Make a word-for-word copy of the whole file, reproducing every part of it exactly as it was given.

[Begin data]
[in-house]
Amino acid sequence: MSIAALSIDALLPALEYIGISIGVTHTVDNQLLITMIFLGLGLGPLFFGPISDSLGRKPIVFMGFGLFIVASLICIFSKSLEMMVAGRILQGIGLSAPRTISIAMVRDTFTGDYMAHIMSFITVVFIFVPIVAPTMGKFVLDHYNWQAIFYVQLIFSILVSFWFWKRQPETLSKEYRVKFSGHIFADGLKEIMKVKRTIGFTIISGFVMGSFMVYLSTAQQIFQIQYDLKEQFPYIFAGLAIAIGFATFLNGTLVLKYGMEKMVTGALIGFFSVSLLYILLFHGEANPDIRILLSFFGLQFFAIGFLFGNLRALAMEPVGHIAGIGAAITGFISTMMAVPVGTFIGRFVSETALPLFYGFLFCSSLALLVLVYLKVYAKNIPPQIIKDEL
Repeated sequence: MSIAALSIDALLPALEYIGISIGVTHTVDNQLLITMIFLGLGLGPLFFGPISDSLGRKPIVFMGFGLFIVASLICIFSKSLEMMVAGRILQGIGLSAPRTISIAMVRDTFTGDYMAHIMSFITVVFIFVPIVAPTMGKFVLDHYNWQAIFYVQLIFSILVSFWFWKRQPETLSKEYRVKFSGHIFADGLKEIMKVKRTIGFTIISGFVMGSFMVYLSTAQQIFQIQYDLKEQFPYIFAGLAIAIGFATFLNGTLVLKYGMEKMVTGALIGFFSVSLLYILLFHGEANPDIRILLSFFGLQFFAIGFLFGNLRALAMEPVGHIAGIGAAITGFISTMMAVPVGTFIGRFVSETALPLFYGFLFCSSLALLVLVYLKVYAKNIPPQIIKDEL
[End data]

[in-house]
Amino acid sequence: MSIAALSIDALLPALEYIGISIGVTHTVDNQLLITMIFLGLGLGPLFFGPISDSLGRKPIVFMGFGLFIVASLICIFSKSLEMMVAGRILQGIGLSAPRTISIAMVRDTFTGDYMAHIMSFITVVFIFVPIVAPTMGKFVLDHYNWQAIFYVQLIFSILVSFWFWKRQPETLSKEYRVKFSGHIFADGLKEIMKVKRTIGFTIISGFVMGSFMVYLSTAQQIFQIQYDLKEQFPYIFAGLAIAIGFATFLNGTLVLKYGMEKMVTGALIGFFSVSLLYILLFHGEANPDIRILLSFFGLQFFAIGFLFGNLRALAMEPVGHIAGIGAAITGFISTMMAVPVGTFIGRFVSETALPLFYGFLFCSSLALLVLVYLKVYAKNIPPQIIKDEL
Repeated sequence: MSIAALSIDALLPALEYIGISIGVTHTVDNQLLITMIFLGLGLGPLFFGPISDSLGRKPIVFMGFGLFIVASLICIFSKSLEMMVAGRILQGIGLSAPRTISIAMVRDTFTGDYMAHIMSFITVVFIFVPIVAPTMGKFVLDHYNWQAIFYVQLIFSILVSFWFWKRQPETLSKEYRVKFSGHIFADGLKEIMKVKRTIGFTIISGFVMGSFMVYLSTAQQIFQIQYDLKEQFPYIFAGLAIAIGFATFLNGTLVLKYGMEKMVTGALIGFFSVSLLYILLFHGEANPDIRILLSFFGLQFFAIGFLFGNLRALAMEPVGHIAGIGAAITGFISTMMAVPVGTFIGRFVSETALPLFYGFLFCSSLALLVLVYLKVYAKNIPPQIIKDEL